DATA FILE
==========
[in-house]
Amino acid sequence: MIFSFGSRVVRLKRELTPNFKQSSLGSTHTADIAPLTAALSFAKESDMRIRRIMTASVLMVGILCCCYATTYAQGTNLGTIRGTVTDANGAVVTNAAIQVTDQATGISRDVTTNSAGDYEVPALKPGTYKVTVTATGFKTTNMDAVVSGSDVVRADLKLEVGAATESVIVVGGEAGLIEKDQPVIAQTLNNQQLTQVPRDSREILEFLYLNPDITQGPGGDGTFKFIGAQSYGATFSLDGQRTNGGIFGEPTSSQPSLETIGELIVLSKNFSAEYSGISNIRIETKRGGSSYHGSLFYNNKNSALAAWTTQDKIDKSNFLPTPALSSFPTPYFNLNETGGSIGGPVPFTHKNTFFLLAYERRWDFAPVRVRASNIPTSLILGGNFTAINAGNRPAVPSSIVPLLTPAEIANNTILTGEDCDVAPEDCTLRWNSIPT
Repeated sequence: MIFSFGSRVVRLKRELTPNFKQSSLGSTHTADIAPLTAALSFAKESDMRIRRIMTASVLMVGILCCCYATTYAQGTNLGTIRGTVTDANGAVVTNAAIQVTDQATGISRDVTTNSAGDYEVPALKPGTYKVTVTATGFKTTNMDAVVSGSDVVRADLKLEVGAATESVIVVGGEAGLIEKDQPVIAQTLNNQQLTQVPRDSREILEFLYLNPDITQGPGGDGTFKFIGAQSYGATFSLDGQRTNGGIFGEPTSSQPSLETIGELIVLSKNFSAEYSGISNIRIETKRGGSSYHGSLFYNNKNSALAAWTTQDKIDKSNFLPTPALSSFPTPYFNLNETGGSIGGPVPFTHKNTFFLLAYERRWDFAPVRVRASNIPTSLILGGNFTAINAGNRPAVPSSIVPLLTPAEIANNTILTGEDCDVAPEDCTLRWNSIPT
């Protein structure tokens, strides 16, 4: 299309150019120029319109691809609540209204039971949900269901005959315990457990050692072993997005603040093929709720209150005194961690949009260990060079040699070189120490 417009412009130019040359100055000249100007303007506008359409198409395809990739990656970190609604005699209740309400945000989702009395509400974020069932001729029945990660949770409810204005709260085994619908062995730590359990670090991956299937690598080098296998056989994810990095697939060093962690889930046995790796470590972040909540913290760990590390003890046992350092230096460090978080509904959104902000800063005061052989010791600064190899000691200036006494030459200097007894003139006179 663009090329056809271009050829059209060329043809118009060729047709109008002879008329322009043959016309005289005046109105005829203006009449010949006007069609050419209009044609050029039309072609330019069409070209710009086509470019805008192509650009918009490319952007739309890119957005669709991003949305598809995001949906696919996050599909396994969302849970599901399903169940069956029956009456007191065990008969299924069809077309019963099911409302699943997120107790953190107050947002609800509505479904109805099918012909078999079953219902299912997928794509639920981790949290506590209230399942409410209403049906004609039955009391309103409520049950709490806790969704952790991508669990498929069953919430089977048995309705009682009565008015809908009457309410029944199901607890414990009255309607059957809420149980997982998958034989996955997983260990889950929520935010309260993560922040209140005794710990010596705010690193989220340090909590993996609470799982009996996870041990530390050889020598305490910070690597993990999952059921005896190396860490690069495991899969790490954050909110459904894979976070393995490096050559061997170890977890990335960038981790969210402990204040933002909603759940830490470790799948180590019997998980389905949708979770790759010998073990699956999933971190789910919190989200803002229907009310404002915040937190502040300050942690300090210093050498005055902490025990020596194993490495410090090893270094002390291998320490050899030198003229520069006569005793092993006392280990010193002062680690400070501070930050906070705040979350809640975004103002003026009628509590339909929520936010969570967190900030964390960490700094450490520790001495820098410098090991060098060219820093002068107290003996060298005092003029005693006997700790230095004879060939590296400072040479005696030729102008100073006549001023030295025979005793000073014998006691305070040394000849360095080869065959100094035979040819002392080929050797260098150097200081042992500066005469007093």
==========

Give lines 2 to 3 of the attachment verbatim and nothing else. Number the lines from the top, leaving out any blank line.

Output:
Amino acid sequence: MIFSFGSRVVRLKRELTPNFKQSSLGSTHTADIAPLTAALSFAKESDMRIRRIMTASVLMVGILCCCYATTYAQGTNLGTIRGTVTDANGAVVTNAAIQVTDQATGISRDVTTNSAGDYEVPALKPGTYKVTVTATGFKTTNMDAVVSGSDVVRADLKLEVGAATESVIVVGGEAGLIEKDQPVIAQTLNNQQLTQVPRDSREILEFLYLNPDITQGPGGDGTFKFIGAQSYGATFSLDGQRTNGGIFGEPTSSQPSLETIGELIVLSKNFSAEYSGISNIRIETKRGGSSYHGSLFYNNKNSALAAWTTQDKIDKSNFLPTPALSSFPTPYFNLNETGGSIGGPVPFTHKNTFFLLAYERRWDFAPVRVRASNIPTSLILGGNFTAINAGNRPAVPSSIVPLLTPAEIANNTILTGEDCDVAPEDCTLRWNSIPT
Repeated sequence: MIFSFGSRVVRLKRELTPNFKQSSLGSTHTADIAPLTAALSFAKESDMRIRRIMTASVLMVGILCCCYATTYAQGTNLGTIRGTVTDANGAVVTNAAIQVTDQATGISRDVTTNSAGDYEVPALKPGTYKVTVTATGFKTTNMDAVVSGSDVVRADLKLEVGAATESVIVVGGEAGLIEKDQPVIAQTLNNQQLTQVPRDSREILEFLYLNPDITQGPGGDGTFKFIGAQSYGATFSLDGQRTNGGIFGEPTSSQPSLETIGELIVLSKNFSAEYSGISNIRIETKRGGSSYHGSLFYNNKNSALAAWTTQDKIDKSNFLPTPALSSFPTPYFNLNETGGSIGGPVPFTHKNTFFLLAYERRWDFAPVRVRASNIPTSLILGGNFTAINAGNRPAVPSSIVPLLTPAEIANNTILTGEDCDVAPEDCTLRWNSIPT